May 27, 1996 in Nation/World

Homemaker Skills Can Be Selling Point

L.M. Sixel Houston Chronicle
 

At this time of year, many people think about jobs.

It’s time for college graduates to start getting offers or to get a little nervous about what they’ll find. Some mothers who stay at home during the school year take summer jobs to supplement family incomes.

Schoolchildren flock to the malls and fast-food joints, looking for jobs as shop assistants and chefs. And summer seems to be a natural time to think about how much you like your own job or, perhaps, to ponder a career change. Either way, the following is a list of frequently asked questions about getting and changing jobs.

How do I re-enter the job market after being a full-time mom?

The key is to repackage the skills you’ve learned as a homemaker, said Carolyn Elsea, regional manager of human resources for ENSR, an environmental consulting and engineering company in Houston. Full-time mothers know how to manage their time and deal with difficult people, she said.

If you want, say, a job in customer service, those skills would be important selling points. And don’t forget your volunteer activities, such as organizing fund-raisers for the PTA or writing a newsletter for the homeowners association, Elsea said. Those activities are like running a small business.

How can I change jobs if I have a pre-existing medical condition?

Don’t ask about pre-existing insurance rules until you’ve got a job offer in hand, said Madeleine York, vice president of Reedie & Co., an outplacement company in Houston.

If you’ve got a friend inside the company, you might ask for a look at the insurance plan, she said. But don’t do it through official channels - employers can’t discriminate against applicants with disabilities, but it’s best not to raise any red flags.

Don’t automatically think you can’t find a job because you’ve been treated for a disease. Some employers don’t have any rules on pre-existing conditions, she said.

How do I choose a new career?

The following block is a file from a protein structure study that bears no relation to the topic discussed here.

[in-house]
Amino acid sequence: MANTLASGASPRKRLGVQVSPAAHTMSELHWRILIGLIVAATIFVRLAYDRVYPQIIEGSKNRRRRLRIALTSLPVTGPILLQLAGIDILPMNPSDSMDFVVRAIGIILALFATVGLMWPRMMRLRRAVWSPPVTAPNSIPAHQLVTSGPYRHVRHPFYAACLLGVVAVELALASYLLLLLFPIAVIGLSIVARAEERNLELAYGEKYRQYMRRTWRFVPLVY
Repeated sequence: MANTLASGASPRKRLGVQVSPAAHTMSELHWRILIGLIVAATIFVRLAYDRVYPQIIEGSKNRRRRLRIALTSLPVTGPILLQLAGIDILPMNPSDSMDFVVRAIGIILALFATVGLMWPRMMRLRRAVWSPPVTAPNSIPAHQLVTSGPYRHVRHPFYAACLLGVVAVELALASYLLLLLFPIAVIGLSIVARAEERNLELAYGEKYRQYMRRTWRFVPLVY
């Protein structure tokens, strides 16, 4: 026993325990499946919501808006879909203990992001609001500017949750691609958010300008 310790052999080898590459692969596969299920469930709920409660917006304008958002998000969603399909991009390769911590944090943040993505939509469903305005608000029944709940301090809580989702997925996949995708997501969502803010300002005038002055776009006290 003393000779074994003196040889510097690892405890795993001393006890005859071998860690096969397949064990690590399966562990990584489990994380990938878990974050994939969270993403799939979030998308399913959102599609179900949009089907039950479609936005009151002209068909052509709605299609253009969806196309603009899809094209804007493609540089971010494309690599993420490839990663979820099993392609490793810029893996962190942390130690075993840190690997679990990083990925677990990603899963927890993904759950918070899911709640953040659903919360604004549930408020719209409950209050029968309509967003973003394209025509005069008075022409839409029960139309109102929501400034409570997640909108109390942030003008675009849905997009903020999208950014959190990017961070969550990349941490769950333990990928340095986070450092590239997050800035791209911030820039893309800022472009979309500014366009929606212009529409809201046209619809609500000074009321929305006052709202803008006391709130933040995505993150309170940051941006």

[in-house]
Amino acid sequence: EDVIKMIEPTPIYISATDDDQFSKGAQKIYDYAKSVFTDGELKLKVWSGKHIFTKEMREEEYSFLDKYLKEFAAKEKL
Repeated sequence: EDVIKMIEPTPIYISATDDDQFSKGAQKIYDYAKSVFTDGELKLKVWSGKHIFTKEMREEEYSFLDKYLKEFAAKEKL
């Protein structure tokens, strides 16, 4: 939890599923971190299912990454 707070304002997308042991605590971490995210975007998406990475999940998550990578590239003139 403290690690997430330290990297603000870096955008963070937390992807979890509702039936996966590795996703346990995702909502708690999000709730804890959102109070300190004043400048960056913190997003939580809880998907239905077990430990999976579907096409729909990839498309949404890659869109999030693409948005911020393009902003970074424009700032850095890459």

Focus on the things you like to do and then do research to see what kind of jobs are available, said Judy Wallace, director of human resources at Falcon Seaboard Resources, an energy services company. Talk to career counselors and check out reference books on career choices, said Wallace, who is also president of the Houston Human Resource Management Association.

It’s also important to talk to people who have the kind of job you’d like to have. Ask them why they like the job and ask them to list some of the things they don’t like.

How do I retool for a career change?

Contact people who do the kind of job you’d like to do and ask for advice, recommends Kathleen Kelley, manager of organizational development and training for a communications company in Houston. Ask them how they got where they are, what kind of skills they need to do the job and how they got the skills. Then develop a plan to acquire those skills. The plan may require classes or some on-the-job experience, Kelley said.

How do I convince an interviewer that I’m not overqualified for a job?

Stress your interest in the job and the challenges it offers, not the fact that the pay and benefits may be less than what you’re used to, said Becky Pearson, human resource representative for Watkins Carter Hamilton Architects in Houston. And if the employer worries you’ll be bored, emphasize how you can expand the position and take on more responsibilities, Pearson recommends.

How should I follow up after sending off my resume?

If you sent the resume to a specific person, wait about 10 to 14 days and then call to check on the status of the job opening, said John Ryder, human resource manager at M.W. Kellogg Co., an engineering and construction firm.

But if you sent your resume in response to an advertisement and didn’t address it to anyone in particular, don’t waste your time trying to call the company to see if your resume arrived, Ryder said. There are better ways to spend your job search time, such as in networking.

What do I say if the interviewer wants me to list my weakest job traits?

We all have them, so don’t try to weasel out and say you can’t think of any flaws. The key is to point out what you’re doing about your shortcomings, Elsea said. For example, if you’re a procrastinator, tell the employer how you make a special effort to remind yourself to make lists, work on priorities first and set short-term goals, Elsea said.


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